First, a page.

Another example is “Utom kuleng helef” (Call of the cicada), featuring Lendungan Simfal and Ihan Sibanay playing bamboo zither in a village near Lake Sebu in southwestern Mindanao, Philippines, in 1995. These two women—both members of the T’boli people—play utom, which the album’s liner notes describe as “interconnected sounds, ideas, experiences, and sentiments” that suggest “sounds and images emanating from the natural world [that] are interpreted as signs from the nature spirits.” On a literal level, this particular utom “alludes to the unrelenting and shrill calling of the cicada at sunset.” However, the song’s allegorical meaning also evokes a specific myth shared among the T’boli:
The cicada, whose father is the sun and whose mother is the moon, is indolent and dependent upon others. As the sun sets, it cries for fear of losing its father who disappears over the crimson horizon. Left behind with feelings of abandonment, the cicada is anxious about his survival and attempts to end his life with an endless, longing cry.
Folklorists love to find similarities among world myths, legends, and folktales. We debate about whether it’s because those narratives began in one particular place and then spread to other cultural groups (a process we call monogenesis and diffusion) or because the narratives arose independently in several places (a process known as polygenesis, which Carl Jung’s theory of collective unconscious may support).
Whatever the explanation, the T’boli myth shares elements of the ancient Greek myth of Eos, the goddess of the dawn, known to the Romans as Aurora. Because her lover, Tithonus of Troy, was merely human, Eos asked Zeus to grant him immortality. But even goddesses sometimes don’t read the fine print, because Eos forgot to ask for his eternal youth as well. As a result, she doomed Tithonus to remain alive, but to grow so old that he sank into “toothless decrepitude and prayed then that he might die,” as described by J.G. Myers in Insect Singers: A Natural History of the Cicadas (1929). Eos understood that gods never rescind their gifts, but not knowing what else to do with Tithonus, she locked him in a room and “changed him into an ever-complaining Cicada.”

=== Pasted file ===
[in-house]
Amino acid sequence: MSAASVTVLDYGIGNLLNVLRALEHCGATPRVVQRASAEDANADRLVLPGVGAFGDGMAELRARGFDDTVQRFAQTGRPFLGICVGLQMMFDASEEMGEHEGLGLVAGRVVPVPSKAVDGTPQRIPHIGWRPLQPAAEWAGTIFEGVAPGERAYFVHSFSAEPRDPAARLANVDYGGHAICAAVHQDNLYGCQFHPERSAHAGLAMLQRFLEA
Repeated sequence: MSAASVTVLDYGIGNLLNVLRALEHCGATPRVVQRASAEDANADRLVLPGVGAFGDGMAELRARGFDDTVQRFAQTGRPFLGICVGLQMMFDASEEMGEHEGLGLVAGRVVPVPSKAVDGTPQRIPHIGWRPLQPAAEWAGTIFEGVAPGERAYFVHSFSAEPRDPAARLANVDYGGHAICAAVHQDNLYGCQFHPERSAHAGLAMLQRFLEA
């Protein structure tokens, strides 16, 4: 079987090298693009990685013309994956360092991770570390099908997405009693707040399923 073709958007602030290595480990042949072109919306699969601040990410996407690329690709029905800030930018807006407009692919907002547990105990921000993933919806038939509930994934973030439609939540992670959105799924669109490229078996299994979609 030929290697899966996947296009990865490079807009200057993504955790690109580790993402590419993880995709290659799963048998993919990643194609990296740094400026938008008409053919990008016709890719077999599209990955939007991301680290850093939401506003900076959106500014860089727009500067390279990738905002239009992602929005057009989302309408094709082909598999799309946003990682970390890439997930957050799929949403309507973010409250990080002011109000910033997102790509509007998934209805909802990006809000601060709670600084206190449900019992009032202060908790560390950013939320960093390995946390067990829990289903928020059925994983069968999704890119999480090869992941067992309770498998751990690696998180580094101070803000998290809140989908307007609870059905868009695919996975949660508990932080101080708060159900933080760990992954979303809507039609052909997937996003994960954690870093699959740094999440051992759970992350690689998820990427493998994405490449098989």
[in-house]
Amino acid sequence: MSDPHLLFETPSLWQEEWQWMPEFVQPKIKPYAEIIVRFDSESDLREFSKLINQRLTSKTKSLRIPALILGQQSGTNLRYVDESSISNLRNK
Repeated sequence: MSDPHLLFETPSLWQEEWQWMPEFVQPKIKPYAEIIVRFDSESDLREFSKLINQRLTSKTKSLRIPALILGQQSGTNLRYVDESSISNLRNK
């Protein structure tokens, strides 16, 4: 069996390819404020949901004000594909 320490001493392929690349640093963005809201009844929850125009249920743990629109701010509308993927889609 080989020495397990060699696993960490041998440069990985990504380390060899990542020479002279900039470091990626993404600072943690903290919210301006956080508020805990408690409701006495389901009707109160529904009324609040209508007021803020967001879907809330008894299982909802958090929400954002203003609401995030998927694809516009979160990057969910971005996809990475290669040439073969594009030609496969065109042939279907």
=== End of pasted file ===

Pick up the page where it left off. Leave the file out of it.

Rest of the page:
It remains to be seen whether the Brood X cicadas of 2021 will become complainers like Tithonus, or simply go about their business as they have millions of times before. But any of us in their vicinity may wish to take some time to observe their endlessly fascinating rituals. These bugs don’t bite, and if we’re in the mood we may want to take a bite out of them—fried, roasted, toasted, or even dipped in chocolate. We won’t have the same opportunity again until 2038.
References: Cicada Sounds from Smithsonian Folkways Recordings
- Bosavi: Rainforest Music from Papua New Guinea (2001). Includes “Ulahi and Eyo:bo Sing with Afternoon Cicadas,” as part of an intimate musical portrait of life from the first generation of Bosavi people in an independent Papua New Guinea.
- Dream Songs and Healing Sounds in the Rainforests of Malaysia (1995). Includes “Cicada in Malaysian Rainforest,” as part of a collection of spiritual dreamsongs among the Temiar people of the central Malaysian rainforest.
- Navajo Songs (1992, from a 1933 recording). Includes the track, “Moccasin Game Song: Cicada or Locust Song,” which explains why cicadas lack nostrils.
- Sounds of a Tropical Rain Forest: Produced for the American Museum of Natural History(1952). Includes two tracks of cicadas recorded during the dry season of a tropical rainforest in eastern Peru.
- Sounds of a South African Homestead (1956). Includes sounds recorded at dawn, titled “Bush Birds: Cicadas, Oriole, Bulbul, Robin, Shrike, Cuckoo, Starling (Herder Whistling).”
- Sounds of Insects (1960). Includes “Cicada Warm-up and Flight,” “Cicada Song,” “Cicada and Plane,” and much more, recorded and annotated by entomologist Albro T. Gaul.
- Utom: Summoning the Spirit (1997). Includes three tracks of “Call of the Cicada,” from the T’boli, a group living in small, scattered villages in the mountains and valleys of southwestern Mindanao, Philippines.